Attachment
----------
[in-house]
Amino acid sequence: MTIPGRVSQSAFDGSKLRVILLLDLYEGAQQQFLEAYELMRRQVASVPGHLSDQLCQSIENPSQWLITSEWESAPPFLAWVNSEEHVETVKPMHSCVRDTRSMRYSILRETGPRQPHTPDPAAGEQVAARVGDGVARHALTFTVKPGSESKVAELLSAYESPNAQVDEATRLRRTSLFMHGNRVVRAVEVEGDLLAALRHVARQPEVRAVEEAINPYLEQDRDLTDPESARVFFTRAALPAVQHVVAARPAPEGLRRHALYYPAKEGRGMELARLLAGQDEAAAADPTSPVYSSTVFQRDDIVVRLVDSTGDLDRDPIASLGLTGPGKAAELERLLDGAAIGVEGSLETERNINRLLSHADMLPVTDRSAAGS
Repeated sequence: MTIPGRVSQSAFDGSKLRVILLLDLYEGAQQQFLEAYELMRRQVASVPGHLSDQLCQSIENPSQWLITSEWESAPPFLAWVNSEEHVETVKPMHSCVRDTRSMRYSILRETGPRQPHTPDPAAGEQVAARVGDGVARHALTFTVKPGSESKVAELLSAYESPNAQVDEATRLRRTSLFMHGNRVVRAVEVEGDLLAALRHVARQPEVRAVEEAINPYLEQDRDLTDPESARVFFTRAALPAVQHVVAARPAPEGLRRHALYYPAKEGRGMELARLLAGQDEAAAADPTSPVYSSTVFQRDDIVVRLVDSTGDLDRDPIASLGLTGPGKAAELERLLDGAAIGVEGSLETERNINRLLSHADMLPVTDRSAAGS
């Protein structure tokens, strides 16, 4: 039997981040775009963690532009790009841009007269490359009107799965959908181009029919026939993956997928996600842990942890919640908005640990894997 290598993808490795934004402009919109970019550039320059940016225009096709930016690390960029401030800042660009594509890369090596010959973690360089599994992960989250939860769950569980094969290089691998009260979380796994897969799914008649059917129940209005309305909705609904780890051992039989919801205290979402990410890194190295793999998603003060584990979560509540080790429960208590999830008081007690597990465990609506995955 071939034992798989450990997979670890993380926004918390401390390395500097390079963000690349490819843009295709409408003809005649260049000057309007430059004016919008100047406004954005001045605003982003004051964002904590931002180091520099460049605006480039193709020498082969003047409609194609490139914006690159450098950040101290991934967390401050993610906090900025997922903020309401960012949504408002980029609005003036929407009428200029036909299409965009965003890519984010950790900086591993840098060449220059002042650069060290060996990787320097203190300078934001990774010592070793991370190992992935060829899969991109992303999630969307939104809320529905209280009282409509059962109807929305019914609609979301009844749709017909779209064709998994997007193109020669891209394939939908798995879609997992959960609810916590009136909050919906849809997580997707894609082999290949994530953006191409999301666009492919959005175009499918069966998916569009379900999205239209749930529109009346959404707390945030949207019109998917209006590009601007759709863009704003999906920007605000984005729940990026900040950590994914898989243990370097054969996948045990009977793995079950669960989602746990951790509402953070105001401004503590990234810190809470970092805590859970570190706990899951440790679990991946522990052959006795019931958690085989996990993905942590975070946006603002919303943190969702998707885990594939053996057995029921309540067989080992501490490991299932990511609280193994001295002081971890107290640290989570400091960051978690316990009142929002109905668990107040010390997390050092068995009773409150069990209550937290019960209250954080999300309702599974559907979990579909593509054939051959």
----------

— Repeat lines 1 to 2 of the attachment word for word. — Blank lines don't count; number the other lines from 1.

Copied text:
[in-house]
Amino acid sequence: MTIPGRVSQSAFDGSKLRVILLLDLYEGAQQQFLEAYELMRRQVASVPGHLSDQLCQSIENPSQWLITSEWESAPPFLAWVNSEEHVETVKPMHSCVRDTRSMRYSILRETGPRQPHTPDPAAGEQVAARVGDGVARHALTFTVKPGSESKVAELLSAYESPNAQVDEATRLRRTSLFMHGNRVVRAVEVEGDLLAALRHVARQPEVRAVEEAINPYLEQDRDLTDPESARVFFTRAALPAVQHVVAARPAPEGLRRHALYYPAKEGRGMELARLLAGQDEAAAADPTSPVYSSTVFQRDDIVVRLVDSTGDLDRDPIASLGLTGPGKAAELERLLDGAAIGVEGSLETERNINRLLSHADMLPVTDRSAAGS